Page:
Solid Signal’s Hands on Review: DIRECTV C41W Wireless Genie Client

It’s the number one question our support department gets: “Is there a wireless client?” and until today, the answer has always been “No.” We’re proud to give you our exclusive review of the DIRECTV C41W Wireless Genie Client. Just imagine our C41 Mini Genie Client, but without a coaxial cable. Bring the DIRECTV receiver and TV into any room! This is a whole new product for DIRECTV and will make installations easier and give customers options for redecorating.

This product is currently in pilot testing and will be available from Solid Signal soon. Bookmark this page and we’ll let you know when it’s available! This product is now available at Solid Signal!

This review is available in PDF format! Click here to download!

How it works

The wireless Genie client can be used with either the HR34 or HR44 Genie DVRs, and can be used in combination with other C31 and C41 clients. You can use the Genie DVR and up to 3 clients (wired or wireless) at any time. The wireless client does not depend on your wireless network at all. Instead it uses the DIRECTV Wireless Video Bridge to create a secure wireless network that only communicates with your clients. That means that you don’t even need wireless networking and your DIRECTV experience won’t be impacted by any other network traffic. The Wireless Video Bridge needs a coax connection but it has a passthrough feature so it can share a line with the Genie DVR if necessary.

Here’s a diagram of how the system works:

The wireless video bridge connects to the splitter. It can be its own coax run from the splitter or, as shown, you can pass the satellite line through it to your Genie DVR. Regular Genie Mini Clients connect as they always have, but the wireless client doesn’t need a coax connection at all.All three clients can be wireless if you would prefer and all of them can share the same wireless video bridge.

In detail: The C41W Wireless Client

At first glance, the C41W (bottom) looks just like a C31 (top) until you realize it doesn’t have a coax input. It is wider and not as tall. The power button design is different, with a bit of thick clear plastic between your finger and the logo.

From the top it’s very obvious that the C41W is larger than the C31, but not by much.

Like the C31 and C41, the C41W doesn’t have an access card slot. In fact the only buttons on the clients are reset and power.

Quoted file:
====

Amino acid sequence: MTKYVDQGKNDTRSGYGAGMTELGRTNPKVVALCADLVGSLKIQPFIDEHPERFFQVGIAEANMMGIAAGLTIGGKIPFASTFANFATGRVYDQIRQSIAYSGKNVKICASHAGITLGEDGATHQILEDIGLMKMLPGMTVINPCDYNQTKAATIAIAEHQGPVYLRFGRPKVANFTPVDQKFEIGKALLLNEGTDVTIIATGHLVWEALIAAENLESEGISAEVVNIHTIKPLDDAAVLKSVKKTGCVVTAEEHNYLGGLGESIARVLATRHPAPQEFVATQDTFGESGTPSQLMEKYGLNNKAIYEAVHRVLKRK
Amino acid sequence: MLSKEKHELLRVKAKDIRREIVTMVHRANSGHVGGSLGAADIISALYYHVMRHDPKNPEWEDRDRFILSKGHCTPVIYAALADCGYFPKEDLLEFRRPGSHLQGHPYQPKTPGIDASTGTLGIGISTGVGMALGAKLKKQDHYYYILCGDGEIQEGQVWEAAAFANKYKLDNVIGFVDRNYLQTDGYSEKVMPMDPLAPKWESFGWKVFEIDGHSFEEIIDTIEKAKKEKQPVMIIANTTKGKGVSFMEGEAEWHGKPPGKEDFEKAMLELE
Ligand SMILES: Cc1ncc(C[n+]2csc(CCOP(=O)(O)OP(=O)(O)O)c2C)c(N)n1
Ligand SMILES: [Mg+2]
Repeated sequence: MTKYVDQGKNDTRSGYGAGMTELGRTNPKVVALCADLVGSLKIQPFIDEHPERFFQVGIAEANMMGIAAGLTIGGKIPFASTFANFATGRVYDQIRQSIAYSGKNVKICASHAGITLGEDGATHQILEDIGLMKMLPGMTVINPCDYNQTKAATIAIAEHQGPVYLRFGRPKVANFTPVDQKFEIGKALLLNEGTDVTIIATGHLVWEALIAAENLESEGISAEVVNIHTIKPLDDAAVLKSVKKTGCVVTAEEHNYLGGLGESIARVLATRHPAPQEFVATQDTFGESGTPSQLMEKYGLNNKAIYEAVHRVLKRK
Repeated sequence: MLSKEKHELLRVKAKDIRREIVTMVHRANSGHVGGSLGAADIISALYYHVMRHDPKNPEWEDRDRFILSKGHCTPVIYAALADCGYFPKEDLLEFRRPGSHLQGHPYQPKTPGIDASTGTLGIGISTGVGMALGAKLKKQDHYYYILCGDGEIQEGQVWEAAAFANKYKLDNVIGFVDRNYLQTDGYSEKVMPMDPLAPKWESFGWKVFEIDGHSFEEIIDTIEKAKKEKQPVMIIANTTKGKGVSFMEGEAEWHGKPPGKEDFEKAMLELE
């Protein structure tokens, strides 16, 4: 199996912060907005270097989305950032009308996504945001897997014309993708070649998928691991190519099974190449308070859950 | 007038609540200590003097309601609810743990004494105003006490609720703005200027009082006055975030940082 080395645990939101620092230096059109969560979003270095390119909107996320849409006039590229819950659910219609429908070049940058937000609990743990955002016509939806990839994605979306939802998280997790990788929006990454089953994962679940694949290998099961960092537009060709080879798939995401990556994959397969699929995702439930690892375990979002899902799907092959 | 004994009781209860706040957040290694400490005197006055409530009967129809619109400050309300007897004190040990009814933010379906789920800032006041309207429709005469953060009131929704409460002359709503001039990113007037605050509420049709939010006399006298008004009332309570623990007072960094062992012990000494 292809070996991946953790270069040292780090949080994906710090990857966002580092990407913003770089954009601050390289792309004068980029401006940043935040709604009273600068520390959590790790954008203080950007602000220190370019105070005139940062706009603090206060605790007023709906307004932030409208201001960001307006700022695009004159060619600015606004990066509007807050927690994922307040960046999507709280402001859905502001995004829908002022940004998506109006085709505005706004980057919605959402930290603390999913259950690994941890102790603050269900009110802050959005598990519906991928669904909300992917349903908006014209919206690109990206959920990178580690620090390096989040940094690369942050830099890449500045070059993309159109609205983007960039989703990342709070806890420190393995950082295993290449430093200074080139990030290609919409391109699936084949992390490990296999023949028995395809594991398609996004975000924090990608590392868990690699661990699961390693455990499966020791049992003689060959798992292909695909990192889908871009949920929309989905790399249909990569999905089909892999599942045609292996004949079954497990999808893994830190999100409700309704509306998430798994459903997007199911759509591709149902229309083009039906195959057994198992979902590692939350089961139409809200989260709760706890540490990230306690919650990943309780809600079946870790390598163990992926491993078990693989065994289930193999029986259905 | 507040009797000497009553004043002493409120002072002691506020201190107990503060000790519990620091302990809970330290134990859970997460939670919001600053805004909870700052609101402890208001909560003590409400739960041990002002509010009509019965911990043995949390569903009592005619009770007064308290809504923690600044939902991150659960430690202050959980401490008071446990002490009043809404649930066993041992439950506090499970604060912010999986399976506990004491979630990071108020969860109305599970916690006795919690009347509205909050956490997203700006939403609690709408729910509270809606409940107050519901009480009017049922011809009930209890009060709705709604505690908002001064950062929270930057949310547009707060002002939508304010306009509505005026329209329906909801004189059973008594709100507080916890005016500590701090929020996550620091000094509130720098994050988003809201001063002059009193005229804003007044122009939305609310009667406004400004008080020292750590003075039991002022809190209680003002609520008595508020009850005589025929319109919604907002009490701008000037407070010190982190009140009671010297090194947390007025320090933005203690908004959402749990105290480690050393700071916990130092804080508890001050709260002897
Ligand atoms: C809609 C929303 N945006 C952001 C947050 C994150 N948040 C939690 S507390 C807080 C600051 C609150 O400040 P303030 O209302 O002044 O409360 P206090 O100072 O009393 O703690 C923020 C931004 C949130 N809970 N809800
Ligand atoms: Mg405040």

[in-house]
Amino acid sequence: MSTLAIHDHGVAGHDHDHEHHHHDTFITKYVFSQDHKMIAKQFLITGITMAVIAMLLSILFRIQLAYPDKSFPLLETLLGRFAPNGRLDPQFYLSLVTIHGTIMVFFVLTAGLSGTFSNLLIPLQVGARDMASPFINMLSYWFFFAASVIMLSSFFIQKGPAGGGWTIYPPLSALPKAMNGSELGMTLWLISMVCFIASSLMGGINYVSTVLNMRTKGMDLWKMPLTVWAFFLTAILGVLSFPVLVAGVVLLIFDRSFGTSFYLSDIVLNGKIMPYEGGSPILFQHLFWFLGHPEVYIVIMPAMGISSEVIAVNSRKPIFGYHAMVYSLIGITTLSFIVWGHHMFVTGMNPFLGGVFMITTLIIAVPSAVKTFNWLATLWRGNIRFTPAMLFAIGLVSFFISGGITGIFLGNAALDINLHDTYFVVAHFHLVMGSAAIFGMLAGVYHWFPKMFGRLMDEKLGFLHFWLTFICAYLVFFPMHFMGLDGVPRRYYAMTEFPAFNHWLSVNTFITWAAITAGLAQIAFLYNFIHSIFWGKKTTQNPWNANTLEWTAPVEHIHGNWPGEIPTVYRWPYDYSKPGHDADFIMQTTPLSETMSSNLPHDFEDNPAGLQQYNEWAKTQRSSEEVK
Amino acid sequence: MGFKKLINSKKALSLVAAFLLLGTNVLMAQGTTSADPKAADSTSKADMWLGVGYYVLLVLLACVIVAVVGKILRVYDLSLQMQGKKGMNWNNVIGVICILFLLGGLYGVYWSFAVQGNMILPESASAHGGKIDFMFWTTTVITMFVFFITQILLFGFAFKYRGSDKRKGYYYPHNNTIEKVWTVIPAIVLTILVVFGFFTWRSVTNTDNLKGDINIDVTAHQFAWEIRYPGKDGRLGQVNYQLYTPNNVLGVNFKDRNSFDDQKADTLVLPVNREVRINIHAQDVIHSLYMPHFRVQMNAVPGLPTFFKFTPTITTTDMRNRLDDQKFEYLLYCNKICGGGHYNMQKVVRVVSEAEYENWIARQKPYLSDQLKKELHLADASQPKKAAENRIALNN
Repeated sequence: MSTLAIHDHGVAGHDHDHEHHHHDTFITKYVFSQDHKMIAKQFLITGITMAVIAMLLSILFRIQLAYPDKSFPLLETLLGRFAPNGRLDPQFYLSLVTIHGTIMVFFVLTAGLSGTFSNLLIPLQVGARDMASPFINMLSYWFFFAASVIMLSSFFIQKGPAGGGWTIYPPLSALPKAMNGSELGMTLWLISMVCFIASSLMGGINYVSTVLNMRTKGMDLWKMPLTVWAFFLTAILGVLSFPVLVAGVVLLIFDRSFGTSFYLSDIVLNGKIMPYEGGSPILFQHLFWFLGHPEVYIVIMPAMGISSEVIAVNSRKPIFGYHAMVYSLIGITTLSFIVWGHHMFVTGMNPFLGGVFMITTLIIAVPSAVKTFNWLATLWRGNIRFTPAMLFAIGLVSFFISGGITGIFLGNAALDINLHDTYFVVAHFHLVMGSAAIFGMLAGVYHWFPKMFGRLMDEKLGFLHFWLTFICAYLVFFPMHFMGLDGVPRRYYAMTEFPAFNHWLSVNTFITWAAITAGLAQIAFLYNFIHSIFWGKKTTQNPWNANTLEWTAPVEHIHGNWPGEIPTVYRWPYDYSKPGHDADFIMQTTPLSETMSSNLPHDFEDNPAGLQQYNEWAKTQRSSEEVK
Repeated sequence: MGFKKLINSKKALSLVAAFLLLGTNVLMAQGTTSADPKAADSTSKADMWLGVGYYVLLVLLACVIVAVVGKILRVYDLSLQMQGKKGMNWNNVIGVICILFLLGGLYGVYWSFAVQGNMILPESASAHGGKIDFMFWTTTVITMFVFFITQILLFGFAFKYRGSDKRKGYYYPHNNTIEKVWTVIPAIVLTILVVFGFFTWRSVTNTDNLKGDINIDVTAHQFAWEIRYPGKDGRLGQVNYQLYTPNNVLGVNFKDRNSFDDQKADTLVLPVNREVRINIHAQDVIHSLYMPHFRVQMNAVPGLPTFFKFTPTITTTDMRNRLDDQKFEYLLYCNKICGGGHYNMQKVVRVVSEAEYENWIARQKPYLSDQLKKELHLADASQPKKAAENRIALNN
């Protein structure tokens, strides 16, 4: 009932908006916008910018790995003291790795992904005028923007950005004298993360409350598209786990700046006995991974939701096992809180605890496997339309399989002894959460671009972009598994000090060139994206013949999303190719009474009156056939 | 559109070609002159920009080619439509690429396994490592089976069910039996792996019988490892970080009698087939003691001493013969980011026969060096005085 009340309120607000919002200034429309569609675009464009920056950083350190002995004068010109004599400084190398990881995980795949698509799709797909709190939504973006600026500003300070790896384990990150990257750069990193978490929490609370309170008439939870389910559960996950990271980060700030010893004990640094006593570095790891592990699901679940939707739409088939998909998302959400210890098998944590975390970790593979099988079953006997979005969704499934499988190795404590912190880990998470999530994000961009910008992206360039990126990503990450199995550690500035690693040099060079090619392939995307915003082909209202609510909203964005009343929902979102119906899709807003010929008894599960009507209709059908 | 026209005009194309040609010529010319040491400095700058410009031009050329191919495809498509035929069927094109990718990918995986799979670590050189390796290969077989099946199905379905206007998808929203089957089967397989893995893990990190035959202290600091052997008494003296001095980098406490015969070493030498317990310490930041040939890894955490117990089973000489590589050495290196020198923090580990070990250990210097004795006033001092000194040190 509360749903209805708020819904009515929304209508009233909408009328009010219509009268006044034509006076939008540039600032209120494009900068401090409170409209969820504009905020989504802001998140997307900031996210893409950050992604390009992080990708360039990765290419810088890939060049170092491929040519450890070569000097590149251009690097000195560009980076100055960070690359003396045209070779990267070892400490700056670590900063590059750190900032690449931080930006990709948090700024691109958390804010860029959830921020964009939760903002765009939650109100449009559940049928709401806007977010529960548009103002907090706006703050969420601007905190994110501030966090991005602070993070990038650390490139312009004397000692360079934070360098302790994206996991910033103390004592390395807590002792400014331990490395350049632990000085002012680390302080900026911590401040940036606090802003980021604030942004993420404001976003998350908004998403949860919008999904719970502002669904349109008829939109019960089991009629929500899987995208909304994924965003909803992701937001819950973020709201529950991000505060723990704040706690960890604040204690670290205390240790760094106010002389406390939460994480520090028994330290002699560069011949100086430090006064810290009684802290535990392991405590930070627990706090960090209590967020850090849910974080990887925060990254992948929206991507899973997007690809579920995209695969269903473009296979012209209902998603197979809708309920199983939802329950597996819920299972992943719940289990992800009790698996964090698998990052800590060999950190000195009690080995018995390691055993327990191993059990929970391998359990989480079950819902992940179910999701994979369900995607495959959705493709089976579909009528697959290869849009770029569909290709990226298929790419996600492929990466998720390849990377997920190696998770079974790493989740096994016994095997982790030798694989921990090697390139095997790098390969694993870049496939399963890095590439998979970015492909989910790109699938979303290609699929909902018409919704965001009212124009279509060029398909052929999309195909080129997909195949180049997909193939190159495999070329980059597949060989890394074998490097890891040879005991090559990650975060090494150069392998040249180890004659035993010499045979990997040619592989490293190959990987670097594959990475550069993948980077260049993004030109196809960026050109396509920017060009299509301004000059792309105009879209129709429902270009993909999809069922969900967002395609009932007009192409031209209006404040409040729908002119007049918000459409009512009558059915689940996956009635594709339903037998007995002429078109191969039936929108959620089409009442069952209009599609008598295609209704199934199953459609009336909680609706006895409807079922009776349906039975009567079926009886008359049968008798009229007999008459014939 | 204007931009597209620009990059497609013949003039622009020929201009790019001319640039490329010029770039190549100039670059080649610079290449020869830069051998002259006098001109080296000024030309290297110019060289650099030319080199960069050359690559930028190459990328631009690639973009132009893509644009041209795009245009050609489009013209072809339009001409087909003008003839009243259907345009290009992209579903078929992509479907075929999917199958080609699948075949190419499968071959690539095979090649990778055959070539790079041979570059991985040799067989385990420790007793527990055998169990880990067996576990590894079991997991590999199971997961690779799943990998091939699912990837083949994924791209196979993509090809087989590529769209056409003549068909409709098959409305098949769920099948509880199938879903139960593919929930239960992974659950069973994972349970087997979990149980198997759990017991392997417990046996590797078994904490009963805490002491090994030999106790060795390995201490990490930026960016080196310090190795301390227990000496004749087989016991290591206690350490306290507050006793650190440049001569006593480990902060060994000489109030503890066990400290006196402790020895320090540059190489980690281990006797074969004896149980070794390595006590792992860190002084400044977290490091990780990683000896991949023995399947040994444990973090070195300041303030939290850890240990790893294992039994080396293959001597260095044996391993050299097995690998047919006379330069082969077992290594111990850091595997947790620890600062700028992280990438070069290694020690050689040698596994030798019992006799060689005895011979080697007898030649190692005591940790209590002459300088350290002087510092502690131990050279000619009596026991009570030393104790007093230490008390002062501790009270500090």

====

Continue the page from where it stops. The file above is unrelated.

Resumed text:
Looking at the back of the C41W, it’s pretty sparse. There’s an AV Out connector that can be used for the DIRECTV H2510PIN 10 Pin to Component Dongle for DIRECTV H25 and C31 (H2510PIN) from Solid Signal or DIRECTV 10PINCOMPOS 10 Pin to Composite Dongle for DIRECTV C31 (10PINCOMPOS) from Solid Signal) to connect to older TVs. There’s an HDMI out, digital audio out, power in, and of course the always-useless USB port.

On the front right of the client is an ever-growing list of endorsement logos, in this case for Dolby Digital, RF4CE (the remote control technology) RVU (the tech that makes clients possible) and energy star.

Another big improvement from the C31/C41 series is that there’s a center spine on the bottom with two keyhole slots. This means that you can mount the box on the back of the TV or on the wall without a separate plastic mount. The spine also creates two channels on the bottom that probably help direct airflow to cool the box. Like all of DIRECTV’s little boxes, this one runs pretty hot.

In detail: the Wireless Video Bridge

The wireless video bridge is about the size of an average router. The base can’t be removed in order to force you to keep it vertical, which improves wireless range. The only feature on the front is a blue light.

If you look at the video bridge from the side you get a better idea of its overall shape. you can also see the coax input and output. The video bridge must be connected via coax but you can pass coax through to another receiver if you are out of space on a splitter.

Focus on the rear connectors

The Wireless Video Bridge is based on an existing Cisco reference design and this is most apparent in the back panel. There are a lot of unused connectors. Here’s a closer look, top to bottom:

At the top is a hole for WPS which is unused. WPS is not supported and production video bridges will probably have this hole removed. The red reset button factory resets the bridge. Below that is an ethernet connector which is also unused. Future versions of the video bridge may support ethernet as well as coax networking but for now it’s coax only.

Below that, there’s a coax in and coax out. The coax out has a chained-on terminator which should always be used if the coax out is not used. Coax out is used in order to let one coax line feed both the Genie DVR and the video bridge if you have no room on your splitter. Signal loss is similar to using a 1×2 splitter. Finally at the bottom is a power connector.

EPS10 power supply and RC71 remote

Both the video bridge and the C41W use the EPS10 power supply. This is the same power supply that ships with H25s, C31s, C41s, and Broadband DECAs. DIRECTV has standardized on this design because having an external power brick makes the power supply easier replace if it fails. The client and video bridge each need their own power supplies.